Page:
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Contractual interpretation: Getting what you bargained for1 September 2021

Earlier this year, the Commercial Court handed down its decision in BP Oil International Ltd v Vega Petroleum Ltd and another¹, allowing a claim in unjust enrichment for amounts paid for the supply of crude oil from the Gulf of Suez which the claimant never received. The decision is a useful reminder of the English courts’ approach to contractual interpretation and a warning to parties that they will face significant hurdles in attempts to escape the apparently clear terms of their contracts.


Pursuant to a joint venture with the Egyptian state-owned oil company (the “EGPC”), the defendants owned rights to some of the Gulf of Suez Mix crude oil produced from petroleum fluids sourced from the Ras El Ush Field in the Gebel El Zeit Concession in Egypt.

Under a series of purchase contracts, which were described on their face as Free on Board (“FOB”) contracts, the defendants agreed to sell that crude oil entitlement to the claimant. Approval from EGPC was required before any oil could be lifted. Although amounts were successfully lifted in 2012 and 2013, by 2015 the claimant had paid over US$17m for around 200,000 barrels which it had not received.

Some attempts were made to effect a swap or assignment of the claimant’s rights with EGPC, but those negotiations were ultimately unsuccessful. The claimant therefore brought a claim against the defendants in unjust enrichment for the return of the sums it had paid, arguing that there had been a total failure of the basis of the payments.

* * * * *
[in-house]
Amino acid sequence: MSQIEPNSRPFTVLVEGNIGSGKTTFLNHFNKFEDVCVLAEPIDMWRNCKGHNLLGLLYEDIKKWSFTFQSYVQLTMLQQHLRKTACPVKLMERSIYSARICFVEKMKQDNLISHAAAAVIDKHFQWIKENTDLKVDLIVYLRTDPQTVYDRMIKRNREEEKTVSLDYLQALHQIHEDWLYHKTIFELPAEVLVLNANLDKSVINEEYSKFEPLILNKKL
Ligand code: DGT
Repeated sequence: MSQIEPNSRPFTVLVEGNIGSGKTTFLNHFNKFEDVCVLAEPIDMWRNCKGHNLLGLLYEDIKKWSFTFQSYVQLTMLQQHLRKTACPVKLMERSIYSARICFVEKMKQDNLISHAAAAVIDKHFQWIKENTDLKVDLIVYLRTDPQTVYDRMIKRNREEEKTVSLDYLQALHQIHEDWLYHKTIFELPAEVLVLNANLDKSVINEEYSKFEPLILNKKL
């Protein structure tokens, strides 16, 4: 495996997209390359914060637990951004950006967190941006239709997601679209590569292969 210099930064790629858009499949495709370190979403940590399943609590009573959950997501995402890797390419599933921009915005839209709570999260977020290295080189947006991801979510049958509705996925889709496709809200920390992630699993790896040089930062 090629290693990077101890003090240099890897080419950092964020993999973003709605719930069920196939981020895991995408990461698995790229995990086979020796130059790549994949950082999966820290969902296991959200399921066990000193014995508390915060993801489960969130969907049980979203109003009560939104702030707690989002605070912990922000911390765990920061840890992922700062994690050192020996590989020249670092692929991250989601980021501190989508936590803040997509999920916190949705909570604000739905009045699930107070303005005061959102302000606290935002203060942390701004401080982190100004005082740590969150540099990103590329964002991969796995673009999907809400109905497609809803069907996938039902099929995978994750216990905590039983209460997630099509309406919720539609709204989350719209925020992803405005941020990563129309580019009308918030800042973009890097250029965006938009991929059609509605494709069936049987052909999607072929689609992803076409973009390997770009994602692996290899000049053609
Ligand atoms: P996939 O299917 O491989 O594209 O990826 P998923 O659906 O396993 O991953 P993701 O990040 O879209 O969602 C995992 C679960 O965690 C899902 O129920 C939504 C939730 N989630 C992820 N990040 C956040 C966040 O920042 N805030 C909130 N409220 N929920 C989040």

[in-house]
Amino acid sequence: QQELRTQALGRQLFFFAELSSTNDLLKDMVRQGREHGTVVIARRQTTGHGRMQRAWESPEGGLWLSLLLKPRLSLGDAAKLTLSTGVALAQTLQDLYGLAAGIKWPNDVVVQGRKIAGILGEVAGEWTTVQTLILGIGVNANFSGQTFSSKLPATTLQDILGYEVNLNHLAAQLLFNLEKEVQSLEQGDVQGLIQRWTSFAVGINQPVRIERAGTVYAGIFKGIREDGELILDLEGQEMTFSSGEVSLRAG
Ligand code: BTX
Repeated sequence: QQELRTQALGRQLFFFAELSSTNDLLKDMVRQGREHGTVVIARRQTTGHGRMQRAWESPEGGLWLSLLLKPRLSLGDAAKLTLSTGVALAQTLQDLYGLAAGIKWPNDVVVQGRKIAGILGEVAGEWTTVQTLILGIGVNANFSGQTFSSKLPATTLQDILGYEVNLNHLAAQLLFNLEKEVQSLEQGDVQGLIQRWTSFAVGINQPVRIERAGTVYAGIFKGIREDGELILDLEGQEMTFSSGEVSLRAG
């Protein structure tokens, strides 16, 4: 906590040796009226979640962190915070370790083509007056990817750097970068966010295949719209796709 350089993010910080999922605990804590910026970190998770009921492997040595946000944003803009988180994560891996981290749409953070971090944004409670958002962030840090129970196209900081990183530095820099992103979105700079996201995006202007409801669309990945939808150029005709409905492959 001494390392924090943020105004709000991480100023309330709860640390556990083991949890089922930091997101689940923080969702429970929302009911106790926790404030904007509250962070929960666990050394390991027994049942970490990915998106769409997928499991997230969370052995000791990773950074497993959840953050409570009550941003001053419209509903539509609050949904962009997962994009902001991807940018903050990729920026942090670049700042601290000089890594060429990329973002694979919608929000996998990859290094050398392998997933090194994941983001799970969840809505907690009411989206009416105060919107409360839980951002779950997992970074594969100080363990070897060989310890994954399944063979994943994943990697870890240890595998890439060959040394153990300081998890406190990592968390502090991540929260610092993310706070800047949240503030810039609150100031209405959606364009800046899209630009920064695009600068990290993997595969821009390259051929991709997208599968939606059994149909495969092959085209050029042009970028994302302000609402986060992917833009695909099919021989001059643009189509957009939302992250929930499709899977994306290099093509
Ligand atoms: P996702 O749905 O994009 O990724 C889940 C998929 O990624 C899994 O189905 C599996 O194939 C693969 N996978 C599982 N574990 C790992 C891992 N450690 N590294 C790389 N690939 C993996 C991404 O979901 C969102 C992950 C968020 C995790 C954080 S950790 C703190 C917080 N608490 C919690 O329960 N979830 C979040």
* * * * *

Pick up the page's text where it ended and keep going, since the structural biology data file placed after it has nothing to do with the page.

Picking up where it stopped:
However, the defendant contended that, on a proper interpretation of the purchase contracts, both parties understood that the payments made by the claimant were unconditional, such that the claimant would have no recourse to recover them and that the claimant had received substantial benefits in the form of its entitlement to lift the oil.

Construction of contracts

"In this case, the claimants 'stared fixedly' at the words of the contract, while the defendant focussed on the factual matrix."

The approach to contractual construction under English law is now well established. In interpreting a contract, the court must consider both the language of the contract and the factual matrix. As noted in Wood v Capita², these are not conflicting paradigms, but rather tools which can both be used to ascertain the objective meaning of the language the parties have chosen to express their agreement. While some agreements can be successfully interpreted principally by textual analysis, the correct interpretation of others may require a greater emphasis on the context. In this case, the claimants “stared fixedly” at the words of the contract, while the defendant focussed on the factual matrix.

As the court noted, on the face of it the contracts in this case plainly provided for FOB delivery. Not only did they refer explicitly to FOB conditions, the FOB designation was also reflected in documents referred to in the contracts. The effect of an FOB designation is familiar to all those involved in the international sale and carriage of goods providing, as they do, for a seller to bear all cost and risks up to the point when the goods are placed on board a ship which has been nominated by the buyer. Accordingly, on their face the contracts suggested a standard supply agreement, requiring the defendant to deliver oil to the claimant.

The nearest thing in favour of the defendant’s position, that there was merely an entitlement to lift, was if one were to conflate the FOB delivery obligation with the regime for ascertaining the volumes of crude oil generated from the processing of the oil fields so that both parties knew how much oil was to be paid for and delivered. However, the court was unconvinced by this line of argument, noting that the delivery obligation and the provisions regarding the ascertainment of oil volumes were set out in entirely separate clauses with apparently separate purposes and nothing suggested that they were to be read together in this way.